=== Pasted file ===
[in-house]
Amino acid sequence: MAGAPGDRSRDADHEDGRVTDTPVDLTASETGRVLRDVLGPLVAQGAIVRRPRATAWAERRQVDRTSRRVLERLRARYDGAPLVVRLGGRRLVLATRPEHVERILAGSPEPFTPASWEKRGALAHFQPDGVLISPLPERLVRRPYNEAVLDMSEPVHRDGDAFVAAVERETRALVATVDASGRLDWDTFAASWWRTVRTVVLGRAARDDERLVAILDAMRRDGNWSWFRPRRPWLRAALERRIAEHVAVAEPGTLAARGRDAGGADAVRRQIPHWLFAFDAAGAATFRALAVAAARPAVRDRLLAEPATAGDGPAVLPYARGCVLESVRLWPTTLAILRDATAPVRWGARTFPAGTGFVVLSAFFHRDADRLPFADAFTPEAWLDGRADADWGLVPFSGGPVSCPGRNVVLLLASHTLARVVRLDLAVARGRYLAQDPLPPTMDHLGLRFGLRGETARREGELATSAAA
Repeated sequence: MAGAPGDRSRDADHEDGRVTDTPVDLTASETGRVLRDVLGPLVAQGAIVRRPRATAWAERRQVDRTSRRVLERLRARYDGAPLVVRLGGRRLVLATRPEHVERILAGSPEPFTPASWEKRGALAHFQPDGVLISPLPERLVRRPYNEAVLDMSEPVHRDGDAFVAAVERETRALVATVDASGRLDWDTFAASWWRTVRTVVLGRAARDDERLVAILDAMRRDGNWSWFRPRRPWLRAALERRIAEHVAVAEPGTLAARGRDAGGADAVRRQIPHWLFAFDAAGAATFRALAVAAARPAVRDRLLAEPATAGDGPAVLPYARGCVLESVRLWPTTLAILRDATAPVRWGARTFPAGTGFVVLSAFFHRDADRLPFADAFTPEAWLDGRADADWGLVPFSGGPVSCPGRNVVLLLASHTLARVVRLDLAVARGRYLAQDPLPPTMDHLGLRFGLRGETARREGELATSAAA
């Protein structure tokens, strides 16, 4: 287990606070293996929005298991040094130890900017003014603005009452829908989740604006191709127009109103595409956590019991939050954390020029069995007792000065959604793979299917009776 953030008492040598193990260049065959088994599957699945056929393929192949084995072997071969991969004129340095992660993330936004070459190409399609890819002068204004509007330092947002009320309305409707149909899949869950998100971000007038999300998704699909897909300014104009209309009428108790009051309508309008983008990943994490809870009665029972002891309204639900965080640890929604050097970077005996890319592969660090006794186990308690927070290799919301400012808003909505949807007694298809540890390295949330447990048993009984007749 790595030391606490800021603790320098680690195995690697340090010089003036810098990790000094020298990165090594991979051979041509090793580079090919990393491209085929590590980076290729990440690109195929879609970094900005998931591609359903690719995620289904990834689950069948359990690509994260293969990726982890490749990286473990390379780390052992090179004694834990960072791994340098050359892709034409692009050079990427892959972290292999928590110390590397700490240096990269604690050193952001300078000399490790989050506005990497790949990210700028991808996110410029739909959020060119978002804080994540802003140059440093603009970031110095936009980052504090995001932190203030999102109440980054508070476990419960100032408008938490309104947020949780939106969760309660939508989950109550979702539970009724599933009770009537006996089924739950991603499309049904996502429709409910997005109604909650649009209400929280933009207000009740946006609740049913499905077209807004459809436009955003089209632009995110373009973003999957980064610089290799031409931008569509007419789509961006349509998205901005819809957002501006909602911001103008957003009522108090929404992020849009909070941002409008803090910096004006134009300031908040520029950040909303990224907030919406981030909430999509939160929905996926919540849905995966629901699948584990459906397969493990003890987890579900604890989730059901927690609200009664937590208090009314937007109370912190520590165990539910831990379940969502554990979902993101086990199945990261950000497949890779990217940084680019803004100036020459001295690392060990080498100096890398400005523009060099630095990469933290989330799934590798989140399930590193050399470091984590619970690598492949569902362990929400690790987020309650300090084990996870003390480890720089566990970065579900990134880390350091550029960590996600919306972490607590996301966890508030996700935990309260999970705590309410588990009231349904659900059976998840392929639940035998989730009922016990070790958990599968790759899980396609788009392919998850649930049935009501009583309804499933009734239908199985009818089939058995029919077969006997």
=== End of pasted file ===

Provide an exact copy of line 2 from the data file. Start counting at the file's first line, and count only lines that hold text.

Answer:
Amino acid sequence: MAGAPGDRSRDADHEDGRVTDTPVDLTASETGRVLRDVLGPLVAQGAIVRRPRATAWAERRQVDRTSRRVLERLRARYDGAPLVVRLGGRRLVLATRPEHVERILAGSPEPFTPASWEKRGALAHFQPDGVLISPLPERLVRRPYNEAVLDMSEPVHRDGDAFVAAVERETRALVATVDASGRLDWDTFAASWWRTVRTVVLGRAARDDERLVAILDAMRRDGNWSWFRPRRPWLRAALERRIAEHVAVAEPGTLAARGRDAGGADAVRRQIPHWLFAFDAAGAATFRALAVAAARPAVRDRLLAEPATAGDGPAVLPYARGCVLESVRLWPTTLAILRDATAPVRWGARTFPAGTGFVVLSAFFHRDADRLPFADAFTPEAWLDGRADADWGLVPFSGGPVSCPGRNVVLLLASHTLARVVRLDLAVARGRYLAQDPLPPTMDHLGLRFGLRGETARREGELATSAAA